My only real contact was with their CTO at the last OSCON, at the chairman's party (we were saying good bye to Edd Dumbhill in that role, a team effort, with Simon St. Laurent rotating in).
(1) get enough volunteer parents who speak Laotian, Vietnamese, Russian or whatever, all the languages of ESL kids, and help them learn Python. In teaching ESL with Python, we're focusing on a technical subject, requiring technical English, yet there's room to better their skills typing in their native languages. There's a lot to work out and I'm not saying only Python should get to play.
(2) get enough traveling troupes together to help make the Internet come alive, as a culture and play space, for institutionalized or incarcerated individuals who might benefit. This is a huge job and working with nursing homes is probably easier than working with prisons. You want a population that's well briefed enough to stay safe enough to have the experience be rewarding. Like when learning to scuba dive or roller blade, both potentially dangerous. The Internet is not necessarily physically dangerous but it could do damage to your bank account.Neither of these may seem sexy enough, but the anthropologists tell us that closing the grandparent / grandkid loop is one of the great secrets of a healthy culture. There's no reason grandpa shouldn't continue to poke around in C or C# with those fifty years his junior. Nor should a teen shy away from having some grandmas in the queue wanting questions answered about HTML.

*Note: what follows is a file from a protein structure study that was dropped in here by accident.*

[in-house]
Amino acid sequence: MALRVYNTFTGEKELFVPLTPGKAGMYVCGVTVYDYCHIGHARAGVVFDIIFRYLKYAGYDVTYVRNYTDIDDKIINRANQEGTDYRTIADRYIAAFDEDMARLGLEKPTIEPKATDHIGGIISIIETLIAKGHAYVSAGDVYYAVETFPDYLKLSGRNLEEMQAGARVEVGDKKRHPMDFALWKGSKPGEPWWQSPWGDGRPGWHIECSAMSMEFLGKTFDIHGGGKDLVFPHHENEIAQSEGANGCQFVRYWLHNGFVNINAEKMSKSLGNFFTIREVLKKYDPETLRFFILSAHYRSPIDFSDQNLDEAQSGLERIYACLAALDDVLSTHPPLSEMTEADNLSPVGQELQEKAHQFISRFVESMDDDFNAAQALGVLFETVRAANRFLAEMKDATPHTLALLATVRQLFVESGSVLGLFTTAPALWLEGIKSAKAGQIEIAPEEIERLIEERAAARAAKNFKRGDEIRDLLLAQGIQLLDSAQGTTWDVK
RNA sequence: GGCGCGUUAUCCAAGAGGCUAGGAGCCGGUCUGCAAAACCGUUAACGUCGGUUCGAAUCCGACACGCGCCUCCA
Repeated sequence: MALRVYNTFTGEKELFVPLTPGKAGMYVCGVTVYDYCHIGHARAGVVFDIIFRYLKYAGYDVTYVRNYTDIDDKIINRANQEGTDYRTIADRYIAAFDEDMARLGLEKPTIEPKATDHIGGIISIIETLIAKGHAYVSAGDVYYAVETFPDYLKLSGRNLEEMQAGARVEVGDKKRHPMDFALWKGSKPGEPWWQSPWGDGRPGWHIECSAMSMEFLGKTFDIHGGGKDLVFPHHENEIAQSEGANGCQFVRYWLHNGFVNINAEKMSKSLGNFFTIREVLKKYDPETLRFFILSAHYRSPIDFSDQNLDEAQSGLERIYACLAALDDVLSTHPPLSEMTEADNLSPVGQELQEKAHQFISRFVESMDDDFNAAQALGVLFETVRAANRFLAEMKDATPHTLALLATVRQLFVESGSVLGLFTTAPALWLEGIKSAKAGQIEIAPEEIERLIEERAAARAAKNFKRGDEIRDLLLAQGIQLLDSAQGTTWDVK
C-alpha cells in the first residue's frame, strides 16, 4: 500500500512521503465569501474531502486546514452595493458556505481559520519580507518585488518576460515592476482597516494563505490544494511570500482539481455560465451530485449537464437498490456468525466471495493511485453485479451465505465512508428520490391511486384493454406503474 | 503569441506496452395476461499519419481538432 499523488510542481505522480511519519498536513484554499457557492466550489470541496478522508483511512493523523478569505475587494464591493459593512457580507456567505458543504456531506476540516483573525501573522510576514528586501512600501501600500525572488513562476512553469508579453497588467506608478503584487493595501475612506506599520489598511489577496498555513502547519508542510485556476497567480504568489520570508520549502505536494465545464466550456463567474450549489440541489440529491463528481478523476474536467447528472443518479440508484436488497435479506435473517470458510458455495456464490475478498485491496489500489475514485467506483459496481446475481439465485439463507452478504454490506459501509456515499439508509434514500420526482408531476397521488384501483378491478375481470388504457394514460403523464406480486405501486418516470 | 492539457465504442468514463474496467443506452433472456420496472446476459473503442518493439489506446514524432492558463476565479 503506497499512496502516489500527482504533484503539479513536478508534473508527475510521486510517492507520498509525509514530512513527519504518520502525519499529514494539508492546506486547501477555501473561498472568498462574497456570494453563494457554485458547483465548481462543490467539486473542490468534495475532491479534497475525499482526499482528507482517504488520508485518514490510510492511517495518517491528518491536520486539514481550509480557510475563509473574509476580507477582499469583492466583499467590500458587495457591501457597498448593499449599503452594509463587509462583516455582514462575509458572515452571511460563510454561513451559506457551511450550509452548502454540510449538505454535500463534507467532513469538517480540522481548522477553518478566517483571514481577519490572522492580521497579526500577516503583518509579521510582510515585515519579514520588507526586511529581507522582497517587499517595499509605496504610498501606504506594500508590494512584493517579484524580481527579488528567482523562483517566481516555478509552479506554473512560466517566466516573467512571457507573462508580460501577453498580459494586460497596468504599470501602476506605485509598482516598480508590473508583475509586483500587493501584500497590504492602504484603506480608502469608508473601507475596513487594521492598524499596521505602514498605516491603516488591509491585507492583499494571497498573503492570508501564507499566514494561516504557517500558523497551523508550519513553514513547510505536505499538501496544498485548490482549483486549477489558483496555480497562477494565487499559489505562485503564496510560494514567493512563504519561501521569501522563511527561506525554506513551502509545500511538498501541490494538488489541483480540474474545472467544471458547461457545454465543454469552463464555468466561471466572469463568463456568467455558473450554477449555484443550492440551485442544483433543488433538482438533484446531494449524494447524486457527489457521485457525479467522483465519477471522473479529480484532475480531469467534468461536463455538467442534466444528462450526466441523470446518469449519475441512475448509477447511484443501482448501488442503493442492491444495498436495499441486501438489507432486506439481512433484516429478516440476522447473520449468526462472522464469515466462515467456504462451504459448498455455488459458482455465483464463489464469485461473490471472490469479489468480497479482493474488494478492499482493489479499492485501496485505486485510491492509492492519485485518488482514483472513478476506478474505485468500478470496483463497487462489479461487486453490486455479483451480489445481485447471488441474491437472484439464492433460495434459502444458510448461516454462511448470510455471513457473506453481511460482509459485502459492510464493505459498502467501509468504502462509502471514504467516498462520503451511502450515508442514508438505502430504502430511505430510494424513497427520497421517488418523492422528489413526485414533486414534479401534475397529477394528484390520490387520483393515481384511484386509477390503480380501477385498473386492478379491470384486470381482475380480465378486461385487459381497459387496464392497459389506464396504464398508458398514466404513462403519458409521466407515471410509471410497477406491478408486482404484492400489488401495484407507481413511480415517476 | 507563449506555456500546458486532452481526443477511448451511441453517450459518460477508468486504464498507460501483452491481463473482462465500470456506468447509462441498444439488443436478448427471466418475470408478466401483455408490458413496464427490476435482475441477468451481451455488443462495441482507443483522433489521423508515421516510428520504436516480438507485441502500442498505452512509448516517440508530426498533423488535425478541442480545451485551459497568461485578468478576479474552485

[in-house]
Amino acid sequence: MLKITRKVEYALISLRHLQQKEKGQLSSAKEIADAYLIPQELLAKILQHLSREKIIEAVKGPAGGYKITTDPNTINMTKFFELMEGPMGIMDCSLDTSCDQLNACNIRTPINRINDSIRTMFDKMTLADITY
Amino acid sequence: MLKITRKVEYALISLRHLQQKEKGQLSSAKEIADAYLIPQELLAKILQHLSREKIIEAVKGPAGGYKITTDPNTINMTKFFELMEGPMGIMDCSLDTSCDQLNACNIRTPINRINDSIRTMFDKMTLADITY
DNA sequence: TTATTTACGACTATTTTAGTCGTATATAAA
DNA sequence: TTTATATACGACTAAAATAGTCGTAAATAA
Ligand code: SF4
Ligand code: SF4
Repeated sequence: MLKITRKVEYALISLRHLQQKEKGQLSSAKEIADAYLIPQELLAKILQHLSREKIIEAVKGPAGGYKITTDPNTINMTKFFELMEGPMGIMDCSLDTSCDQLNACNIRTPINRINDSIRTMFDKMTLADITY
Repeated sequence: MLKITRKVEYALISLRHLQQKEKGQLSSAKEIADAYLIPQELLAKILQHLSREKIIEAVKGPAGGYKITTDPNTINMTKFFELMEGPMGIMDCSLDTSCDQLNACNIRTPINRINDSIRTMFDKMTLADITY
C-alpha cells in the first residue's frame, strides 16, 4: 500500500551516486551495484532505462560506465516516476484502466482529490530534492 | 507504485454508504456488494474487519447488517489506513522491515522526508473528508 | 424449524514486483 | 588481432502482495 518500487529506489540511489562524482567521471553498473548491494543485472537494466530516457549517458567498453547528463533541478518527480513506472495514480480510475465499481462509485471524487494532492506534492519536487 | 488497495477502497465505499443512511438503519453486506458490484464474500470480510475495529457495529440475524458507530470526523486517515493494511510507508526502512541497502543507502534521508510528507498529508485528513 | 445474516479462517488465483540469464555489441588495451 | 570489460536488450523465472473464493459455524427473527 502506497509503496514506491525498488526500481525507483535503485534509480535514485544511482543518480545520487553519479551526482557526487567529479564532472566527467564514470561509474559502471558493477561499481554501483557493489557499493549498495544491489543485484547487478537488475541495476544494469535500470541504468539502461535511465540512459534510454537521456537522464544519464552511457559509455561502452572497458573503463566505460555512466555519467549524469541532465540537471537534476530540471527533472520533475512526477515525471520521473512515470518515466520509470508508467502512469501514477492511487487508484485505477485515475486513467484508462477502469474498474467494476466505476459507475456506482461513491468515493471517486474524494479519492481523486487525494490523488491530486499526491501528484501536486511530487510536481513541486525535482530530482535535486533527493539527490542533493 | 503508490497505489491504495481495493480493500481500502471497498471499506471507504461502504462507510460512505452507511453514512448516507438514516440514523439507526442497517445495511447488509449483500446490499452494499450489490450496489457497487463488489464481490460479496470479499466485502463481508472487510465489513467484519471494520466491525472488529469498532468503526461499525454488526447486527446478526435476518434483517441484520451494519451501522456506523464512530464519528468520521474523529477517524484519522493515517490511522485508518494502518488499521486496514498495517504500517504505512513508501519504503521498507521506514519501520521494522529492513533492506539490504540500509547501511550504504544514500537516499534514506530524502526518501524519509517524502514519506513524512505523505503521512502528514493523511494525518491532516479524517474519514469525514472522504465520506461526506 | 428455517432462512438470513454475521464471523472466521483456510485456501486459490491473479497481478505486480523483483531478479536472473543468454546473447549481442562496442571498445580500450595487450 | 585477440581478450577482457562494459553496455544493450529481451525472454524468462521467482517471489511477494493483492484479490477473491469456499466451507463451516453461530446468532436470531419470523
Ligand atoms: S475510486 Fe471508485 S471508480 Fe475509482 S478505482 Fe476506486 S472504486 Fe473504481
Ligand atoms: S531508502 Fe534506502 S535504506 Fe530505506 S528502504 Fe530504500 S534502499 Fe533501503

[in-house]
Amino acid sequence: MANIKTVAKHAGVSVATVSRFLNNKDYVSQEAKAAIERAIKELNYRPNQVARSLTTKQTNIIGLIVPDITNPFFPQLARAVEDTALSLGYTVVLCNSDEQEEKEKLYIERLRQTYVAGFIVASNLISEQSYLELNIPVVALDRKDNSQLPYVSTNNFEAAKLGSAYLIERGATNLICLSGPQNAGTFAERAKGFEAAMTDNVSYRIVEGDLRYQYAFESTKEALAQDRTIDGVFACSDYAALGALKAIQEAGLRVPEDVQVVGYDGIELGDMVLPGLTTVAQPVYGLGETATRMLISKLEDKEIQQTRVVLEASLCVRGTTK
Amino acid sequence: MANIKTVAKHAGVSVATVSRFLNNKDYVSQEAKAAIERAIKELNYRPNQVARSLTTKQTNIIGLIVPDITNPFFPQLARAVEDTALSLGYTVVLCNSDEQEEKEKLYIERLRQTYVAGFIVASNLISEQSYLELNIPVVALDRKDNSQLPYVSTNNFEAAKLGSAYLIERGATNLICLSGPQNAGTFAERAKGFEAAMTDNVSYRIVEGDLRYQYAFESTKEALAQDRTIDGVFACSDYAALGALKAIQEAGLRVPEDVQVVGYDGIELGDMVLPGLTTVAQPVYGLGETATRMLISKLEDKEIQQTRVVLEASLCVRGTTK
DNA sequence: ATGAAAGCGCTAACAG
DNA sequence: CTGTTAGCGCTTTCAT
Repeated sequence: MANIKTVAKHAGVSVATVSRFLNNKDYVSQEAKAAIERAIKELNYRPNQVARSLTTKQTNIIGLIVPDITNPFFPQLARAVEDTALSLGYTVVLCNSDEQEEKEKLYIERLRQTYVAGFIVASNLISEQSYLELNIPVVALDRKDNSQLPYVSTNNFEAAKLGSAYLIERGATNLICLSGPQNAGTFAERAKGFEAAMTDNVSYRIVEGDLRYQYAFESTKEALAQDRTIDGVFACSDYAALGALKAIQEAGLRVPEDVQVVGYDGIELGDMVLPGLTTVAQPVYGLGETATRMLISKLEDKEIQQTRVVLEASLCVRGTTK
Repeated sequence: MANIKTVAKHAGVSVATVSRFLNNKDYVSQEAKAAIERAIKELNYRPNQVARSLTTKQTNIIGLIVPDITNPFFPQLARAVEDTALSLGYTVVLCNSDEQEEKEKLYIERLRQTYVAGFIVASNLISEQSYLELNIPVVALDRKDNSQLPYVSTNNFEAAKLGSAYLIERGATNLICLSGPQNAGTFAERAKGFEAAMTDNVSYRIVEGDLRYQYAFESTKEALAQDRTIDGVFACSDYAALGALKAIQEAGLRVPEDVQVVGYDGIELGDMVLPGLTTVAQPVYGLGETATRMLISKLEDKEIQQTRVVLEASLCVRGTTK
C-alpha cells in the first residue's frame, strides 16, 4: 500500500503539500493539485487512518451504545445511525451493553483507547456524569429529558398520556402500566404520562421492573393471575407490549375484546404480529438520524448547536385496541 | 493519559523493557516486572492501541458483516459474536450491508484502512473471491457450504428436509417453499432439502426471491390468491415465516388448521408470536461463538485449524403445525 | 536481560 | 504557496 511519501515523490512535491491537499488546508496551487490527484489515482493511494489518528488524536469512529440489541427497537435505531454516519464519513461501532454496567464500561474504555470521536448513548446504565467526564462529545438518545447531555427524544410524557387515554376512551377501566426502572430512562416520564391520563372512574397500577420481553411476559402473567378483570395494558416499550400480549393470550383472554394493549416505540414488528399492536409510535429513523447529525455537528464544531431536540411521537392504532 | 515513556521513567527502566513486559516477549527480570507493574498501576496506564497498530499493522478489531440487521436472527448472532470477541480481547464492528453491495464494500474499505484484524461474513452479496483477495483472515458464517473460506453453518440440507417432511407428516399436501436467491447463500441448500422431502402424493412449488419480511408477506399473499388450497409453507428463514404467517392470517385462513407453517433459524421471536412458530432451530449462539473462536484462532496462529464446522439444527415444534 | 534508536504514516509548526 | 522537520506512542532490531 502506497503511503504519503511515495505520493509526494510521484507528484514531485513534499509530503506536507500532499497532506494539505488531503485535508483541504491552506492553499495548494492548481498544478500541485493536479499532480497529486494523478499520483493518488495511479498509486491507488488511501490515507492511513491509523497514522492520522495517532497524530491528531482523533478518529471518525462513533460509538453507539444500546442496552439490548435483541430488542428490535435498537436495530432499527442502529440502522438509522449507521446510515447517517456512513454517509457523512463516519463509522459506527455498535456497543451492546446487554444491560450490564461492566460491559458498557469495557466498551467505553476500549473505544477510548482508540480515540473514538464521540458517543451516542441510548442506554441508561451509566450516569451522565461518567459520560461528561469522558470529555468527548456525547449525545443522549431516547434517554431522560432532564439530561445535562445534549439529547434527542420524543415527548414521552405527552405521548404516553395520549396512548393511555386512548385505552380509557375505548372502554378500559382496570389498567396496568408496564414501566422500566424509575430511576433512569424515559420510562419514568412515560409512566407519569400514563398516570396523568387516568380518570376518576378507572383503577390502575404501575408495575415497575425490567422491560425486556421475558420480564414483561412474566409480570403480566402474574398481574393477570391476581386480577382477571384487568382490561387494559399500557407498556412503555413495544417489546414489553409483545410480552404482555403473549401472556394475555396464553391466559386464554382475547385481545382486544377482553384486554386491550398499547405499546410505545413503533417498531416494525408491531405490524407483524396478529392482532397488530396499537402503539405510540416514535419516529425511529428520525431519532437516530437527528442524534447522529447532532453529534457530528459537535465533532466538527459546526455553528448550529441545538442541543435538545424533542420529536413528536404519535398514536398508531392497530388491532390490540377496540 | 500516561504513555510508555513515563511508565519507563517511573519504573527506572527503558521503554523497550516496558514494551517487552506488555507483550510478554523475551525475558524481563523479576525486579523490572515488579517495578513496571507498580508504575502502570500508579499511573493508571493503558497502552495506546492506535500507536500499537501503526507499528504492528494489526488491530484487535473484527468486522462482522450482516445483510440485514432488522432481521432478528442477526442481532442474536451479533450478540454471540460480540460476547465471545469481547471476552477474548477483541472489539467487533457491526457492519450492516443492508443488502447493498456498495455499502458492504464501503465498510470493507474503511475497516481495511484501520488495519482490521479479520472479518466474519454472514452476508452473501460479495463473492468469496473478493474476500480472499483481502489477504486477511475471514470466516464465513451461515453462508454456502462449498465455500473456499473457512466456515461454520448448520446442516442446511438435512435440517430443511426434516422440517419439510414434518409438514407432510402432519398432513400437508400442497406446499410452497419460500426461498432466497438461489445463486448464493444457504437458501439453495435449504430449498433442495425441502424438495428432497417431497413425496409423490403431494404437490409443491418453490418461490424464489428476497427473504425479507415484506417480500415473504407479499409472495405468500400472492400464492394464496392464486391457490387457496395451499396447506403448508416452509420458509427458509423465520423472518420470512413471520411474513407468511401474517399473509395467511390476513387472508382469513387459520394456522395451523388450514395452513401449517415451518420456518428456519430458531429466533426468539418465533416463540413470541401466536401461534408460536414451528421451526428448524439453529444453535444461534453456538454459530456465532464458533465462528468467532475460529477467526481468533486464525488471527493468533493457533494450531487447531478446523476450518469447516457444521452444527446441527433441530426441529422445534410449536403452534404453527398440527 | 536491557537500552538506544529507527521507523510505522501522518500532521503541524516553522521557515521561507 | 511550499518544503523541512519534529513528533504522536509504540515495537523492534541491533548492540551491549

I'm not saying anyone has to go to anyone else's house to make this happen, though I do have the CareWheels model ever at my fingertips. That was Ron Braithwaite's program, a collaborative effort, to have non-invasive people monitoring services that kept older and frailer people safely in their homes for longer. In that model, dispatching would be notified if Mildred needed a home visit. My work with Clackamas County helped me envision the dispatching side of the business.
Imagine going to school and having a parent-engineer (doesn't have to be your parent) speaking Vietnamese while also teaching you English, with "learning Python" a conversation piece.
You don't feel "held back" as learning Python is learning a STEM-relevant skill, plus you're addressing the topics of internationalization, world languages, Unicode, head on. Here's a safe spac to yak about culture and what it's like when they encounter one another.
The engineer might be there as an aide, along with two or three more aides, all of whom speak different languages. They help students at their terminals, giving them suggestions. They go back and forth between English and whatever else.
The main thing we're all watching might just be cartoons.
There's a way to rewind and pause.
But then you can watch them again at home (on Youtube?). Each one comes in multiple languages but in ESL there's an emphasis on learning English (of course). Keep going back and forth, learning Python and Unicode in between. That's an ESL course many EFLers could benefit from. Sign me up.